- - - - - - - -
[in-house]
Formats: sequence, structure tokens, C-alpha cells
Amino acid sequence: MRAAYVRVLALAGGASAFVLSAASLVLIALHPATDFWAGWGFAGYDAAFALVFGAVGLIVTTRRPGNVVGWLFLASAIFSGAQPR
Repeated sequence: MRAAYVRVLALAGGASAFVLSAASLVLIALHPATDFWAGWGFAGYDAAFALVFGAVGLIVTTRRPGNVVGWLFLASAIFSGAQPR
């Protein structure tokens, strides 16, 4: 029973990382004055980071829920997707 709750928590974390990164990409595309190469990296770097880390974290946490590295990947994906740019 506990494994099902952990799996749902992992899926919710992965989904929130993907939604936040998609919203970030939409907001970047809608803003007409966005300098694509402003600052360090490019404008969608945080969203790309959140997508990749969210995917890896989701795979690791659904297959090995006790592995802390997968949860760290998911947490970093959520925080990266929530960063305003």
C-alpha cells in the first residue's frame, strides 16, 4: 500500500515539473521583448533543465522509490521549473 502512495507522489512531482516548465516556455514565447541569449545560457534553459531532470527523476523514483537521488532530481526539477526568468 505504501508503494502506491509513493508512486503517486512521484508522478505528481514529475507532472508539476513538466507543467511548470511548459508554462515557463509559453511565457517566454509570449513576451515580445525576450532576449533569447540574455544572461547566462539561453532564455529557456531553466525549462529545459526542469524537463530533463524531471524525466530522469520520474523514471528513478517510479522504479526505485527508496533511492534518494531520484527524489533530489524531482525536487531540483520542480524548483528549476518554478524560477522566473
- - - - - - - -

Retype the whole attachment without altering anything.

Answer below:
[in-house]
Formats: sequence, structure tokens, C-alpha cells
Amino acid sequence: MRAAYVRVLALAGGASAFVLSAASLVLIALHPATDFWAGWGFAGYDAAFALVFGAVGLIVTTRRPGNVVGWLFLASAIFSGAQPR
Repeated sequence: MRAAYVRVLALAGGASAFVLSAASLVLIALHPATDFWAGWGFAGYDAAFALVFGAVGLIVTTRRPGNVVGWLFLASAIFSGAQPR
């Protein structure tokens, strides 16, 4: 029973990382004055980071829920997707 709750928590974390990164990409595309190469990296770097880390974290946490590295990947994906740019 506990494994099902952990799996749902992992899926919710992965989904929130993907939604936040998609919203970030939409907001970047809608803003007409966005300098694509402003600052360090490019404008969608945080969203790309959140997508990749969210995917890896989701795979690791659904297959090995006790592995802390997968949860760290998911947490970093959520925080990266929530960063305003």
C-alpha cells in the first residue's frame, strides 16, 4: 500500500515539473521583448533543465522509490521549473 502512495507522489512531482516548465516556455514565447541569449545560457534553459531532470527523476523514483537521488532530481526539477526568468 505504501508503494502506491509513493508512486503517486512521484508522478505528481514529475507532472508539476513538466507543467511548470511548459508554462515557463509559453511565457517566454509570449513576451515580445525576450532576449533569447540574455544572461547566462539561453532564455529557456531553466525549462529545459526542469524537463530533463524531471524525466530522469520520474523514471528513478517510479522504479526505485527508496533511492534518494531520484527524489533530489524531482525536487531540483520542480524548483528549476518554478524560477522566473